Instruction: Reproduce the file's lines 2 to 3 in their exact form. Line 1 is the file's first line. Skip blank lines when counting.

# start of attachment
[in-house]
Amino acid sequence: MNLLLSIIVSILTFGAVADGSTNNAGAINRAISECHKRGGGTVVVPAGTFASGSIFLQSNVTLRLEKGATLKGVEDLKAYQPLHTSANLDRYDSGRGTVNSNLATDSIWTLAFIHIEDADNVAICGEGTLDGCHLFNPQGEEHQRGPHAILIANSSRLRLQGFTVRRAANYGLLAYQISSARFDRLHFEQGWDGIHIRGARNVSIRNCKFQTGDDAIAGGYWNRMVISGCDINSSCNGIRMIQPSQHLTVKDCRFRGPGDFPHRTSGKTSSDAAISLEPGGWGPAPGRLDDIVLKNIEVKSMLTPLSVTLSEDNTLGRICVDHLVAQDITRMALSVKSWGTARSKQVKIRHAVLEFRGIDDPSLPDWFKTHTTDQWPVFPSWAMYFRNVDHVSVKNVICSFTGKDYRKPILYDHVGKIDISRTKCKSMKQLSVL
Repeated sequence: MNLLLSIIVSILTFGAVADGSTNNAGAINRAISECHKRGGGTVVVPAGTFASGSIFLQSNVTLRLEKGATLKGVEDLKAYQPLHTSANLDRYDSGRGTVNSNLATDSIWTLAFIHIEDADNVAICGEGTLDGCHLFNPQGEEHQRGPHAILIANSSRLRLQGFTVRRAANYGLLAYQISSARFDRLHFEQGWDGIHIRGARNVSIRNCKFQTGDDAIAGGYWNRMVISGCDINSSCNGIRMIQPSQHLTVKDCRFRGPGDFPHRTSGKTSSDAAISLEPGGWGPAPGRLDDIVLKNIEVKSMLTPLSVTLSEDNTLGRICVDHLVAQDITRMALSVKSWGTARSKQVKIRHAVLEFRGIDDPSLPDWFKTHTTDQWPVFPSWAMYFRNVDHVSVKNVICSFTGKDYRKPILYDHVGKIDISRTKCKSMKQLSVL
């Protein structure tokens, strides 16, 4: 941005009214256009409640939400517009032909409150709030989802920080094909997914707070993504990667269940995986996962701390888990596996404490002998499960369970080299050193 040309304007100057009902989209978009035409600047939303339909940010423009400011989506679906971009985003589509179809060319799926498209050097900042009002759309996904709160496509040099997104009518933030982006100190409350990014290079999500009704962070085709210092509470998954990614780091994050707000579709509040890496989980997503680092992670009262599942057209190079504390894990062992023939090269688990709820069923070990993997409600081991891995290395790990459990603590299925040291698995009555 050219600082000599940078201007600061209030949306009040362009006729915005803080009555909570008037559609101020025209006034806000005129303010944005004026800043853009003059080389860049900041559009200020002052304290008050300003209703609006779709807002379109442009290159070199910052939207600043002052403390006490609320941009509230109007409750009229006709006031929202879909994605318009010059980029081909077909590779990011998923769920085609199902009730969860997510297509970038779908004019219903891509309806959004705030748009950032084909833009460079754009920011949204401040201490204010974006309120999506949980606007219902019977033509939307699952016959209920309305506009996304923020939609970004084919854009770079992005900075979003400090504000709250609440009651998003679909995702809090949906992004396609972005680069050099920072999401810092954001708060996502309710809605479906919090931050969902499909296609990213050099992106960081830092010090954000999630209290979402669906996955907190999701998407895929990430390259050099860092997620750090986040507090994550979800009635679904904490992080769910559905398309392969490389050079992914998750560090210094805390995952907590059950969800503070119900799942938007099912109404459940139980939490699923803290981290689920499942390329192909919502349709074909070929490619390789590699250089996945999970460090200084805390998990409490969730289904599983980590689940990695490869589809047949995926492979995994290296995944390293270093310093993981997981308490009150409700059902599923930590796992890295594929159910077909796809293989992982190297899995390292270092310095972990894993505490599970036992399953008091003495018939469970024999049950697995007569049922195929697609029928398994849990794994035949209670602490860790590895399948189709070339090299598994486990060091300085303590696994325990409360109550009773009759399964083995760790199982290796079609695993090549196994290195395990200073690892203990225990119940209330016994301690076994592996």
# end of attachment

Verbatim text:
Amino acid sequence: MNLLLSIIVSILTFGAVADGSTNNAGAINRAISECHKRGGGTVVVPAGTFASGSIFLQSNVTLRLEKGATLKGVEDLKAYQPLHTSANLDRYDSGRGTVNSNLATDSIWTLAFIHIEDADNVAICGEGTLDGCHLFNPQGEEHQRGPHAILIANSSRLRLQGFTVRRAANYGLLAYQISSARFDRLHFEQGWDGIHIRGARNVSIRNCKFQTGDDAIAGGYWNRMVISGCDINSSCNGIRMIQPSQHLTVKDCRFRGPGDFPHRTSGKTSSDAAISLEPGGWGPAPGRLDDIVLKNIEVKSMLTPLSVTLSEDNTLGRICVDHLVAQDITRMALSVKSWGTARSKQVKIRHAVLEFRGIDDPSLPDWFKTHTTDQWPVFPSWAMYFRNVDHVSVKNVICSFTGKDYRKPILYDHVGKIDISRTKCKSMKQLSVL
Repeated sequence: MNLLLSIIVSILTFGAVADGSTNNAGAINRAISECHKRGGGTVVVPAGTFASGSIFLQSNVTLRLEKGATLKGVEDLKAYQPLHTSANLDRYDSGRGTVNSNLATDSIWTLAFIHIEDADNVAICGEGTLDGCHLFNPQGEEHQRGPHAILIANSSRLRLQGFTVRRAANYGLLAYQISSARFDRLHFEQGWDGIHIRGARNVSIRNCKFQTGDDAIAGGYWNRMVISGCDINSSCNGIRMIQPSQHLTVKDCRFRGPGDFPHRTSGKTSSDAAISLEPGGWGPAPGRLDDIVLKNIEVKSMLTPLSVTLSEDNTLGRICVDHLVAQDITRMALSVKSWGTARSKQVKIRHAVLEFRGIDDPSLPDWFKTHTTDQWPVFPSWAMYFRNVDHVSVKNVICSFTGKDYRKPILYDHVGKIDISRTKCKSMKQLSVL